We will now use this minute as the foundation for whatever future actions the church decides to take. We are already in a relationship with a new Latino Friends congregation, and are seeking ways to strengthen that tie. We hope to use the minute as we visit the offices of legislators. We plan to publish it in various venues (such as this blog post). And we hope this minute encourages other meetings to take similar steps.

Here is minute itself:

North Valley Friends Church,
Minute on Immigration, January 2010

The community of faith known as North Valley Friends Church in Newberg, Oregon seeks to value and reach out to persons of all races, cultures and social classes. We have a special concern for people marginalized by the dominant culture in the United States. This concern includes the large number of Hispanic/Latino persons in the Northwest, both documented and undocumented. We note the contributions these people are making to the economy and culture of our area, as well as the hardships and discrimination they often face. We recognize that, historically, immigrant status is a shared experience of many people within the United States.

Our concern has a biblical/theological foundation in the creation of human beings in the image of God (Gn. 1) and the dignity that confers on every person. The Bible itself is a book of immigrant stories, including the Old Testament account of the people of God. The Law of Israel makes provision for the care of “strangers in the land,” with reminders that the people themselves were once foreigners in Egypt(Ex. 22:21; Lev. 19:33-34), that immigrants are especially vulnerable and in need of care, and that God loves the foreigner (Deut. 10:18-19). The New Testament adds the concept of the church as a community of sojourners on this earth (Phil. 3:20; 1 Pt. 2:11). Christians are admonished to offer compassion and hospitality to outsiders (Rom. 12:13; Heb. 13:2).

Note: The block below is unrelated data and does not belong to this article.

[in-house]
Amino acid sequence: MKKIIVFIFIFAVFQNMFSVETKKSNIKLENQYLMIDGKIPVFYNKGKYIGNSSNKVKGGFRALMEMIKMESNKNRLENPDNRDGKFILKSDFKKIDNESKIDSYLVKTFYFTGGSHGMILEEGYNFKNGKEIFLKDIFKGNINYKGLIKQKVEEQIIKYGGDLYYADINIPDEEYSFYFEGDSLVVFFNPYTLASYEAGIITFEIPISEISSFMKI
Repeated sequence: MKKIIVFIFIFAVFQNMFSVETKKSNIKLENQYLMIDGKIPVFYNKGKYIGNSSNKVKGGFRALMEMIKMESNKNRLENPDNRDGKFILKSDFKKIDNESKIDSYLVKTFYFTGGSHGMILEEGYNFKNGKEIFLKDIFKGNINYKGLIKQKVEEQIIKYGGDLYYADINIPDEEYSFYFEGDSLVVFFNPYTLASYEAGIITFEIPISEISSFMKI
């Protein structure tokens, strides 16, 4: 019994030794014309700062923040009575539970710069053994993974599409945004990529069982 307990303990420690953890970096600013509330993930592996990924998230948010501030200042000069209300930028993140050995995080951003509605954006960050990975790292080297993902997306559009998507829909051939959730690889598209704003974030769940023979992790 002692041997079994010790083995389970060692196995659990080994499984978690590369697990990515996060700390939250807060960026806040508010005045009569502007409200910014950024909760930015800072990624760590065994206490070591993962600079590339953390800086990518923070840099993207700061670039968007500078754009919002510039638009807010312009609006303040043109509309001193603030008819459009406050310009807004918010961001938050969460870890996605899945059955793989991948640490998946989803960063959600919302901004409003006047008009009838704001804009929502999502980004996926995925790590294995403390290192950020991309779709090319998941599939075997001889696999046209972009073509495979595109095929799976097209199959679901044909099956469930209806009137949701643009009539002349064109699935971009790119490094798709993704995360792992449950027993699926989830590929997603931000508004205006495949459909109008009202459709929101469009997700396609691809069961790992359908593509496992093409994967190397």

Because of these concerns and our relationships with Hispanic/Latino brothers and sisters in our community and throughout Northwest Yearly Meeting of Friends (Oregon, Washington and Idaho), we at North Valley Friends Church believe there is a need for reform of the current immigration system. We recognize the complexity of the issues surrounding immigration, the importance of national security, and the need for humane treatment of the persons caught in the dilemmas of lack of legal documentation. We see these as moral, as well as spiritual, issues.

We affirm the need for the following:

· That safeguarding and monitoring of the national borders be carried out in a humane fashion and with respect for human dignity;

· That our government establish more functional legal mechanisms for the annual entry of a reasonable number of immigrant workers and families;

· That our government recognize the central importance of the family in society by reconsidering the number and categories of visas available for family reunification, and therefore dedicate more resources to reducing the backlog of cases in process, as well as reevaluating the impact of deportation on families;

· That our government support a refugee and asylum policy that offers meaningful assistance for all of those displaced by conflict, oppression, environmental change, natural disaster, and economic destitution;

· That our government establish a sound, equitable process toward earning legal status for undocumented immigrants already in-country, who desire to embrace the responsibilities and privileges that accompany citizenship.

We call upon leaders in all levels of government to take seriously the need for the reform of the immigration system so that it can begin to reflect the values of freedom, human dignity and opportunity our country was founded upon.